*Low-wage growth: ABC program apprentice starting wages were reported 13 percent lower than that of the joint union-employer program apprentices, and their exit wage was lower by a factor of two.

*Failure to recruit minorities and women: ABC programs account for 1 percent of the completed apprenticeships among both non-whites and women.

A letter on the website, sponsored by the three construction labor unions, asks site visitors to urge Michigan lawmakers to cut off state funding for ABC-backed trade schools. "On several actions they misled school districts throughout Michigan, falsely telling them that they were approved CTE (career/technical education) and/or dual enrollment providers of services to public high schools," the site says. "They were not and have never been approved under these designations."

On March 21, the ABC Southeast Michigan Chapter's Facebook page posted its version of a rebuttal to the study. 

*The ABC chapter said their graduation rates are low because their apprentices often fail to “document and submit to federal bureaucrats that they’ve hit 8,000 hours” of required on the job training (OJT) hours. ABC Truth responded: Since when did it become the responsibility of individual apprentices, and not the training programs, to submit those documented hours? "There is not even a mechanism for apprentices to submit their own hours," ABC Truth says.  "It is shocking and frankly confusing why ABC wouldn’t know this and tried to throw their own apprentices under the bus for the program’s failures."

*Another part of the ABC's rebuttal said "the union is a five-year program, so they have an easier time tracking the hours because the workers are their employees. And they can track them well beyond five years until they 'graduate.'"

Building trades craftworkers are employed by their unions? ABC Truth responds: "Labor union members are not employees of their unions and unions are not employers. This isn’t debatable, it is fact. Labor unions work with their signatory contractors to develop methods to track and submit apprentice OTJ hours."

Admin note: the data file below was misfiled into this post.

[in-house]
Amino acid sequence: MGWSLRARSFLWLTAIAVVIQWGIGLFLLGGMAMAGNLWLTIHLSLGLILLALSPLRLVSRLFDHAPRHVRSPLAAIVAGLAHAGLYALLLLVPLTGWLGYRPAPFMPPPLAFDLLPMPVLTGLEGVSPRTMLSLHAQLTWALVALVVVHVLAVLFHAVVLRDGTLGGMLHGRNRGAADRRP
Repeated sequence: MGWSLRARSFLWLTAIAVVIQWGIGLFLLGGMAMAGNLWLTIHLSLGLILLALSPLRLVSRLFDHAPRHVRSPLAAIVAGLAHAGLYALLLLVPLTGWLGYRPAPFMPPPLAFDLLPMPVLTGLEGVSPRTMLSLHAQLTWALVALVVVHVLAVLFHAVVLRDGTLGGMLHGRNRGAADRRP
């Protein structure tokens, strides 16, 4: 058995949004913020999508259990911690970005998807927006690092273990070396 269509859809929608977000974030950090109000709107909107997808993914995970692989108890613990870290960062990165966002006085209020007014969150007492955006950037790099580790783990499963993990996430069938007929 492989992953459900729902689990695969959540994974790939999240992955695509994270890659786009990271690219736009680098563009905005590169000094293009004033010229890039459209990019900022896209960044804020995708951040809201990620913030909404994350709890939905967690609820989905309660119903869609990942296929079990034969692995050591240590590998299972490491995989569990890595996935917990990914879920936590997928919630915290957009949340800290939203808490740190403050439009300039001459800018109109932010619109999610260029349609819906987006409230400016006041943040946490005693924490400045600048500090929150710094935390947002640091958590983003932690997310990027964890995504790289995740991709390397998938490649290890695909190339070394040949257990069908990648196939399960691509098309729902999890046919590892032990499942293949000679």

Over the past two decades, ABC training in the U.S. has gone from dismal to abysmal. A 2005 national study by the Building and Construction Trades Department, AFL-CIO found that of the 24,663 apprentices who registered in all ABC sponsored programs (except Hawaii) between 1995 and 1999, only 7,154 graduated by 2003, for an overall ABC graduation rate of only 29 percent.

By way of comparison in that era, from 1997 to 2001, Labor Department numbers indicate the union apprenticeship programs in 36 states that participate in its database graduated 75 percent of enrollees or 45,580 apprentices.

In addition, a 2012 expose by the Building Trades Department revealed that despite claiming its membership base as representative of “80 percent of construction,” the  ABC's membership amounts to only 1 percent of all U.S. construction businesses, and a substantial number of the ABC's national membership is not related to the construction industry at all. “At the time this analysis was completed,” the report said, “there were 44 Chevrolet dealers included in the ABC membership, as well as 673 insurance brokers/dealers and 59 banks. (None of whom, presumably have ever been paid to lift a hammer or plumb a building).